HOBOKEN, N.J. -- Voters were heading to the polls in New Jersey on Tuesday, where incumbent Gov. Chris Christie is expected to win in a landslide victory, an outcome some see as a step toward a presidential campaign in 2016.
A poll released this week by Quinnipiac University showed Christie with a 2-1 lead over his opponent, Democrat Barbara Buono. New Jersey voters also headed to the polls on a brisk but sunny fall day to vote whether to raise the minimum wage to $8.25 an hour, from $7.25.
Christie, a Republican, has tried to appear a bipartisan leader as he campaigned in a bus in the days leading up to the campaign, something that appears to appeal to New Jersey voters, who have praised his handling of Hurricane Sandy one year after the storm.
But the famously blunt governor wasn’t able to avoid controversy in the final days of his campaign.
At a rally last weekend, a teacher approached him about his education policies, and said that he cut her off, and it resulted in a picture that circulated on the web of Christie pointing a finger at her and apparently yelling. And tidbits from “Double Down,” the sequel to the political book “Game Change,” emerged last week, indicating that Mitt Romney had considered Christie as a potential running mate, nicknamed him “Pufferfish,” and ultimately decided that Christie's weight, among other issues, would not make him a good candidate.
None of that will make a difference in the New Jersey election, though, said Maurice Carroll, director of the Quinnipiac University Polling Institute.
“He’s unbeatable,” he said, about Christie. “For the whole three years and counting, he’s dominated New Jersey politics without a question. He’s just a force of nature.”
It was Hurricane Sandy and its aftermath that really cemented Christie’s popularity in New Jersey, Carroll said. Christie toured the damaged areas with President Obama, giving him a bear hug in a show of bipartisan support, and chastised House Republicans for delaying a vote on a Sandy relief bill.
Christie’s handling of Sandy made Hoboken resident Drew Moss, 47, a supporter of the governor. Moss, who was out campaigning for Hoboken Mayor Dawn Zimmer, a Democrat, on Tuesday, said that he likes Christie’s fiscal control and his bipartisanship, but said he really liked how Christie acted when New Jersey flooded.
“I appreciate that he reached out to Obama,” said Moss, who had flooding in his house after the storm. “I like the guy.”
Hoboken resident Michael Ocasio, 18, was voting in his first election Tuesday. He considers himself a Democrat but voted for Christie as well.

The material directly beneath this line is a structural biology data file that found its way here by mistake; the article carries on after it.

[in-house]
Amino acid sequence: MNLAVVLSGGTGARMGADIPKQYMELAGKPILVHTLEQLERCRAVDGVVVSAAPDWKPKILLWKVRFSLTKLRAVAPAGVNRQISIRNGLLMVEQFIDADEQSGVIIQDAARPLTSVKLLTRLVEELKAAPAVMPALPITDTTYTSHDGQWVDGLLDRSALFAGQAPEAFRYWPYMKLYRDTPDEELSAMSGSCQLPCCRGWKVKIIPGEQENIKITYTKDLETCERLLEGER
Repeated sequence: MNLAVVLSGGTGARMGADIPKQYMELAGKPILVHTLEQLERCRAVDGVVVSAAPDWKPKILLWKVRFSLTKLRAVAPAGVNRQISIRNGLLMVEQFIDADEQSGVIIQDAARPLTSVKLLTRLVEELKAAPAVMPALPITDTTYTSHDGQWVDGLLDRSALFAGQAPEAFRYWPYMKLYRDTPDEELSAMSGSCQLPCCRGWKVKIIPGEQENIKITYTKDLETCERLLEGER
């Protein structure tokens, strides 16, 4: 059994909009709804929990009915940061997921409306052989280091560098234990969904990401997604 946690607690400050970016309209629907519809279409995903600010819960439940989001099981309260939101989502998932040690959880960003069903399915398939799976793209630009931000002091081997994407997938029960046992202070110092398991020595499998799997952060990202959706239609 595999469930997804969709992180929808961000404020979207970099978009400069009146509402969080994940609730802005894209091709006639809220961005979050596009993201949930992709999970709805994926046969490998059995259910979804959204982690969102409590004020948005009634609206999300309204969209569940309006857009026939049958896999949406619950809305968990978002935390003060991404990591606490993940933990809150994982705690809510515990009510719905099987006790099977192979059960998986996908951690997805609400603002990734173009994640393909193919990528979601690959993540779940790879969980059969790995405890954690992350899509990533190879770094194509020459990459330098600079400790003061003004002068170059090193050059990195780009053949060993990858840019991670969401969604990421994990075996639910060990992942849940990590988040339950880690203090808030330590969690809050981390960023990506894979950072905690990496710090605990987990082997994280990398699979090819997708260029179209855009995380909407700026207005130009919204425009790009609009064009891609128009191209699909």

“He’s really supportive of New Jersey,” Ocasio said. “He really rolls up his sleeves and gets involved.”
Of course, not all Democrats are convinced. They criticize Christie for his socially conservative positions, pointing out that he vetoed funding for family planning clinics and tried for a long time to prevent gay marriage in New Jersey. He recently withdrew an appeal challenging a court decision that would have legalized gay marriage, and the state now allows gay marriage.
“He casts himself as a moderate, but he’s anti-gay, anti-woman, and I think the guy’s a bully,” said Joe Murray, 72, who voted for Buono.
If Christie wins more than 50% of the vote, he will be the first Republican to do so in New Jersey since 1985. Nearly half of New Jersey voters aren’t registered with a political party. One-third are registered Democrats, and 20% are Republicans. A few weeks ago, Cory Booker, a Democrat, won a statewide special election for U.S. Senate, 55% to 44%.
A big Christie win would help him prove to the GOP that he can win the support of independents and swing voters. But it’s unclear if the same people who vote for Christie for governor would support him for president.
A Quinnipiac poll released last month found that only 42% of New Jersey voters said they thought Christie would make a good president, while 43% said he wouldn’t. Voters answered that question along party lines -- 71% of Republicans thought he would make a good president, while 70% of Democrats said he wouldn’t.
Megan Brewer, 27, said she’d probably end up voting for Christie in Tuesday’s election. She likes how he handled Sandy, and she likes that he went after teacher’s unions in the state, because they previously had too much power. She doesn’t agree with Christie on social issues, though, and would be concerned should he run for national office.
“I appreciate what Christie has done for the state, but I’m concerned that a big win would set him up to run for higher office,” she said. “But at this point, he’s the lesser of two evils.”firstname.lastname@example.org